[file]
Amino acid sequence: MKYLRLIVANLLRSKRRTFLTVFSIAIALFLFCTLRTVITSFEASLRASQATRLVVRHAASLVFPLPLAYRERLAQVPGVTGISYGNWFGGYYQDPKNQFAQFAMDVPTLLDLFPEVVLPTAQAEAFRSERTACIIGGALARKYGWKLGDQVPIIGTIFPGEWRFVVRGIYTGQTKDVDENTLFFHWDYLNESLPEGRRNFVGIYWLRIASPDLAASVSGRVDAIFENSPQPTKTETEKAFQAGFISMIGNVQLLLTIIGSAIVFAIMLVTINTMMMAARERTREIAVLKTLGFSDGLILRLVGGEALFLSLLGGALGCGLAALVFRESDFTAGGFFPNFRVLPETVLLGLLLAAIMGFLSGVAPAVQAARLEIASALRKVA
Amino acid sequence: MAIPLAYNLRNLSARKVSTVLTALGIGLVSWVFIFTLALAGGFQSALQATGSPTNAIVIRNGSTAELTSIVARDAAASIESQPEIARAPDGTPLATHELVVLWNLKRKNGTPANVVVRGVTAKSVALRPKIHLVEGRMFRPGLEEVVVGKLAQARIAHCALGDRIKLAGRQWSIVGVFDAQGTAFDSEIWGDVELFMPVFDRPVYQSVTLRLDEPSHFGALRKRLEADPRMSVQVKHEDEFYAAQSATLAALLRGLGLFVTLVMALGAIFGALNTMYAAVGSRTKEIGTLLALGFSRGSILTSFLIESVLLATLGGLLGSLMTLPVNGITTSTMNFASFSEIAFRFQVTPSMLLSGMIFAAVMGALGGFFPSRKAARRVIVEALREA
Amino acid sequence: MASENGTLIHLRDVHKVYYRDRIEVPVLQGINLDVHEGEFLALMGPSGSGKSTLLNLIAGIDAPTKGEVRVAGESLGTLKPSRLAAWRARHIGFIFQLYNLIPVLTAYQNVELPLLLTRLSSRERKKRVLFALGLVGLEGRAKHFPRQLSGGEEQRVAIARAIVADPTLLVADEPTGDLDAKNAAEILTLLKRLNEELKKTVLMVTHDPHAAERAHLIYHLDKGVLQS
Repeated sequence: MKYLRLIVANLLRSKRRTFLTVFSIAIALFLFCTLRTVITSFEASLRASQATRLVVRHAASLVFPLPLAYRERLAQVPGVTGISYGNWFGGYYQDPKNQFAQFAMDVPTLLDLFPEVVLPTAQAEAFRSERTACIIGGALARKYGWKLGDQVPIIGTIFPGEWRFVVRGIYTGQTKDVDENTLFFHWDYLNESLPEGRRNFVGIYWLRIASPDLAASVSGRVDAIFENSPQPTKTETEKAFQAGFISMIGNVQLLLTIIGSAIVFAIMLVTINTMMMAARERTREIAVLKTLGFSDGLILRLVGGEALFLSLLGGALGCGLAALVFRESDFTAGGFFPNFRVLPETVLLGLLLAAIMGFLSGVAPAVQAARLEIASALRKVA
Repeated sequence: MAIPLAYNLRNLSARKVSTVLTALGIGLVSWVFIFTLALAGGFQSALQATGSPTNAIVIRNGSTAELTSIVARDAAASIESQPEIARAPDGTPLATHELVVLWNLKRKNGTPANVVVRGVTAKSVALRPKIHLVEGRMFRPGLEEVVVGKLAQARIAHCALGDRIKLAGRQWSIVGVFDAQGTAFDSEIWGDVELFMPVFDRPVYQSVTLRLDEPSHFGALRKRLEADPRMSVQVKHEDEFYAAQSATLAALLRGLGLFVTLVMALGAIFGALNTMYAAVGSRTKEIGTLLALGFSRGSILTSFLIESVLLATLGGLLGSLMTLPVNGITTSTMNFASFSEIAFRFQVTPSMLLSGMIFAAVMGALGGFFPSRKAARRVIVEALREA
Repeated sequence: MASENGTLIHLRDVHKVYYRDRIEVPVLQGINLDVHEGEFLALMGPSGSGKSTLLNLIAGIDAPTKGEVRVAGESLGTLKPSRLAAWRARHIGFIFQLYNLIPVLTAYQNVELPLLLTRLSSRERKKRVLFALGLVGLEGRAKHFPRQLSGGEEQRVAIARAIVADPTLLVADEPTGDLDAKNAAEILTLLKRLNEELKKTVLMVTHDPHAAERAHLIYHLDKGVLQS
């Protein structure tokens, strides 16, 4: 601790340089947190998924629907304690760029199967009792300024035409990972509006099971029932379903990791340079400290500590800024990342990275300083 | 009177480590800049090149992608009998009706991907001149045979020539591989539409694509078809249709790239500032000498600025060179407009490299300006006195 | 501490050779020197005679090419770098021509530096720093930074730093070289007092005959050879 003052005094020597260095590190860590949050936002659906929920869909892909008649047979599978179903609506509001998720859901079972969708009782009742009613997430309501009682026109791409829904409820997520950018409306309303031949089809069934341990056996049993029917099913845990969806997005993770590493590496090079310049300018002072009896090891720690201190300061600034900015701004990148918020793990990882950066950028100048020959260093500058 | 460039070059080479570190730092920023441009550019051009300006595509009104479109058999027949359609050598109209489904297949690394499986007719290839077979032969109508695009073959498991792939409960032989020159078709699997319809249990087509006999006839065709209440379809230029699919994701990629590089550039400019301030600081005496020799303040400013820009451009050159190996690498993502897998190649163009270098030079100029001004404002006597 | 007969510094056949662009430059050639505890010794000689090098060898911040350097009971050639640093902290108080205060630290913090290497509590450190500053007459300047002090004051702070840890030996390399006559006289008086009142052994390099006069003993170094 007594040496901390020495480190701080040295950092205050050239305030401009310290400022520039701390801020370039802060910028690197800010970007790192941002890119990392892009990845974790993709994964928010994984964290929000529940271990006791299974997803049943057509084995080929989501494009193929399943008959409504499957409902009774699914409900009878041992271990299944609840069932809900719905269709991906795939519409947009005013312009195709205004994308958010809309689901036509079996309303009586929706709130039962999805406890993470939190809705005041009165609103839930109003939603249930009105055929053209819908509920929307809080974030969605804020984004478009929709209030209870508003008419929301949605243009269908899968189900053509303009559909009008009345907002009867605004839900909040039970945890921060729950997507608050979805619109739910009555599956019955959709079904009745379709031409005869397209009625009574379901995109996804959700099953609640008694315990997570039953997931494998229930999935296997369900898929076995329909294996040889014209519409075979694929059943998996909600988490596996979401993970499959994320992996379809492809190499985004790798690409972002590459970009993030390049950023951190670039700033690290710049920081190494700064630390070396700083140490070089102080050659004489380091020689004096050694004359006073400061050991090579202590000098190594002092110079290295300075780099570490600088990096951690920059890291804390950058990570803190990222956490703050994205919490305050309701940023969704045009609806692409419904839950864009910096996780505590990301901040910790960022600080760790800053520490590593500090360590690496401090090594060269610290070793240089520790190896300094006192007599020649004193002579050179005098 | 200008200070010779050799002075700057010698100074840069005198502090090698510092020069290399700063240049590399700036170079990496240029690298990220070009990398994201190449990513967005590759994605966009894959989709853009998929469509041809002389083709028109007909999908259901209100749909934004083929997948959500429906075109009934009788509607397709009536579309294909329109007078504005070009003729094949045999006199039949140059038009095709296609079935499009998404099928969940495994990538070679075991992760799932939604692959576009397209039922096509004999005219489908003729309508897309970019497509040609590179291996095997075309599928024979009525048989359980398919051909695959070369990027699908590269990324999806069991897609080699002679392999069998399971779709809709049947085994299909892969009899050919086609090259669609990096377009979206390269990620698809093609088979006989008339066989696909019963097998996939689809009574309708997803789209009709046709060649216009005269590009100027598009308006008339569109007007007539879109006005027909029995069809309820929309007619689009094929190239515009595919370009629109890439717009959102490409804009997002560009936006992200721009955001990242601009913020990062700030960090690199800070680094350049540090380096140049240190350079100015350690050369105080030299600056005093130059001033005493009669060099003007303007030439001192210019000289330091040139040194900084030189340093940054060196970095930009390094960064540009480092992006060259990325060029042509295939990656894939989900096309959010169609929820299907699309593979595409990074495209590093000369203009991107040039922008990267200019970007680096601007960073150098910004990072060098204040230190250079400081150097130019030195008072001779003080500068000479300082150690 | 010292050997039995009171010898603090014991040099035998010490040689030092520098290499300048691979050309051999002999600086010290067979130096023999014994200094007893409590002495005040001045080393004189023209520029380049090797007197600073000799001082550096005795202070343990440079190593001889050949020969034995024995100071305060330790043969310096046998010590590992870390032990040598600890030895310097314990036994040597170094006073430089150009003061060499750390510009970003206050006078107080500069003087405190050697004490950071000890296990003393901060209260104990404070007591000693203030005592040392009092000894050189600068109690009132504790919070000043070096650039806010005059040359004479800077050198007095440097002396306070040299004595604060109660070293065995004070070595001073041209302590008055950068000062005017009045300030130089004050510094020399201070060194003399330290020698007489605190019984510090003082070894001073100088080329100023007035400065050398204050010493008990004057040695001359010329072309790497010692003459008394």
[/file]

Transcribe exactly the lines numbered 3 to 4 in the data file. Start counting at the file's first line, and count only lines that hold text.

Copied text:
Amino acid sequence: MASENGTLIHLRDVHKVYYRDRIEVPVLQGINLDVHEGEFLALMGPSGSGKSTLLNLIAGIDAPTKGEVRVAGESLGTLKPSRLAAWRARHIGFIFQLYNLIPVLTAYQNVELPLLLTRLSSRERKKRVLFALGLVGLEGRAKHFPRQLSGGEEQRVAIARAIVADPTLLVADEPTGDLDAKNAAEILTLLKRLNEELKKTVLMVTHDPHAAERAHLIYHLDKGVLQS
Repeated sequence: MKYLRLIVANLLRSKRRTFLTVFSIAIALFLFCTLRTVITSFEASLRASQATRLVVRHAASLVFPLPLAYRERLAQVPGVTGISYGNWFGGYYQDPKNQFAQFAMDVPTLLDLFPEVVLPTAQAEAFRSERTACIIGGALARKYGWKLGDQVPIIGTIFPGEWRFVVRGIYTGQTKDVDENTLFFHWDYLNESLPEGRRNFVGIYWLRIASPDLAASVSGRVDAIFENSPQPTKTETEKAFQAGFISMIGNVQLLLTIIGSAIVFAIMLVTINTMMMAARERTREIAVLKTLGFSDGLILRLVGGEALFLSLLGGALGCGLAALVFRESDFTAGGFFPNFRVLPETVLLGLLLAAIMGFLSGVAPAVQAARLEIASALRKVA